Temperature checks for Covid-19 such as those done in government hospitals, schools and public places have once again proven ineffective in detecting coronavirus infections to avoid outbreaks.
According to recent analysis from marine recruits showed that even though none of them barely had symptoms, the recruits transmitted the infection to others amid these precautions and stringent quarantines before they began training.
A public health researcher, Jodie Guest not part of this research mentioned that they have spent a lot of time getting interventions like that in place and they’re probably not worth the time as they had hoped.
In this age range, regular monitoring appears to be easier and younger people also have no symptoms. Scientists from the Icahn School of Medicine at Mount Sinai in New York and the Naval Medical Research Center had conducted the research.
It included 1,848 marine recruits, approximately 90 percent of them males, who were ordered to separate themselves at home for two weeks, then at a closed college campus, The Citadel in Charleston, South Carolina, for two more weeks, in a controlled military quarantine. That involved having a single roommate, wearing masks, maintaining a minimum of 6 feet apart, and doing outdoor training activities. They also had daily tests for fever and symptoms.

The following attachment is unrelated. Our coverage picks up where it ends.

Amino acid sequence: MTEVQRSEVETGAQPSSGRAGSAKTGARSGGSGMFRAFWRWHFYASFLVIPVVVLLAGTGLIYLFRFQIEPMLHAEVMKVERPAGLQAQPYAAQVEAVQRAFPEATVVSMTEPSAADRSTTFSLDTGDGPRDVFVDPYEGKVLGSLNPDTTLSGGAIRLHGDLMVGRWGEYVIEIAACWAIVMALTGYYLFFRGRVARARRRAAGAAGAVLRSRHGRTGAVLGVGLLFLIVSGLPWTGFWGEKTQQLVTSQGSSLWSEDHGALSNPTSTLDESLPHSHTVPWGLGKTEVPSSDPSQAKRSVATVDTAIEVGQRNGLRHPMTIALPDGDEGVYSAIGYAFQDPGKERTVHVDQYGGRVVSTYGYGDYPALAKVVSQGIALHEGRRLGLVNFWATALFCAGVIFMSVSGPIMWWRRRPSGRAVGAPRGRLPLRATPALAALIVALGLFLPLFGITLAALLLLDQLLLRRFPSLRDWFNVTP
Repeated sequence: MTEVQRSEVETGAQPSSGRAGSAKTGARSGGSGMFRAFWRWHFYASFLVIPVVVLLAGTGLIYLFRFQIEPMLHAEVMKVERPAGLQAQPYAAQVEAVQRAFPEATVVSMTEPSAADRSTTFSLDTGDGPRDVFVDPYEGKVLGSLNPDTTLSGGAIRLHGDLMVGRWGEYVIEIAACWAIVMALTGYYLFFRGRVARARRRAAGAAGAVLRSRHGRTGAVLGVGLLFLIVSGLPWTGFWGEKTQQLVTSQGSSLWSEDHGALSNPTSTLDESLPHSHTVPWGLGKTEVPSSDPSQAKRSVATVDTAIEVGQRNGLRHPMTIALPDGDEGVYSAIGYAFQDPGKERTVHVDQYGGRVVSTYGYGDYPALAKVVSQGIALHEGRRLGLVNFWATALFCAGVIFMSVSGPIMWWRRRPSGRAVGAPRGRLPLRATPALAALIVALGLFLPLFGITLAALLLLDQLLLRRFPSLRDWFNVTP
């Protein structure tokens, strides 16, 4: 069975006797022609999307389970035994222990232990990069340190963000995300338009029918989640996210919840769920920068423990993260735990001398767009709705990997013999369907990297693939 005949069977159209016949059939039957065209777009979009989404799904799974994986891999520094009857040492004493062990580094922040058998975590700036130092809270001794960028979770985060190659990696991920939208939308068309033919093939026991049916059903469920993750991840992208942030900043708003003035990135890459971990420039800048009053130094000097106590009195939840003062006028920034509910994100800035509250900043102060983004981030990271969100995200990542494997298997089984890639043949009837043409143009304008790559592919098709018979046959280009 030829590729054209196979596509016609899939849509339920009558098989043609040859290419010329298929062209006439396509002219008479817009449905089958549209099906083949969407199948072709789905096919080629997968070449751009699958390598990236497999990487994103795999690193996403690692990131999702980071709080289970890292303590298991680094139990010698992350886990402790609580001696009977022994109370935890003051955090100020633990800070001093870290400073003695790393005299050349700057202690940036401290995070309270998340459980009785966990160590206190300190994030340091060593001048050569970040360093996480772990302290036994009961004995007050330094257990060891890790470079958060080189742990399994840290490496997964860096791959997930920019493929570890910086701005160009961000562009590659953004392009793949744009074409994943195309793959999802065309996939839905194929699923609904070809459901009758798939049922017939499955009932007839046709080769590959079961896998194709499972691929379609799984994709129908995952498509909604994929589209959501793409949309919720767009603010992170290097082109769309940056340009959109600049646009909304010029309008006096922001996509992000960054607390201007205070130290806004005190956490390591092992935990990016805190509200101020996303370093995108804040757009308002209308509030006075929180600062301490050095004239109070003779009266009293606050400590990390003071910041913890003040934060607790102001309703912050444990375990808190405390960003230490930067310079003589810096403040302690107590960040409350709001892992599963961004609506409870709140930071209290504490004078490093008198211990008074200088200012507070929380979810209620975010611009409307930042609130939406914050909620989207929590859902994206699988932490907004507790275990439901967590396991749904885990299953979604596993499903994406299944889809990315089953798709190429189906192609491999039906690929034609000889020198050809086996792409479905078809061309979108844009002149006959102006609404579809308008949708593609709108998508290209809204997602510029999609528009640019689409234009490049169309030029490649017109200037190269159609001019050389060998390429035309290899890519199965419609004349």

Another research chief, Dr. Stuart Sealfon of Mount Sinai, said the quarantine procedures and commitment to them were much more stringent than what would occur at a normal college campus.
Coronavirus is really deadly. To deter transmission, we really need to use a mix of good public health initiatives, temperature checks, mask wearing, social distancing, hand washing and rigorous monitoring.
“The case indicates that young, stable people, sometimes quietly, will lead to the spread of infection in the population,” Dr. Nelson Michael of the Walter Reed Army Research Institute wrote in a commentary.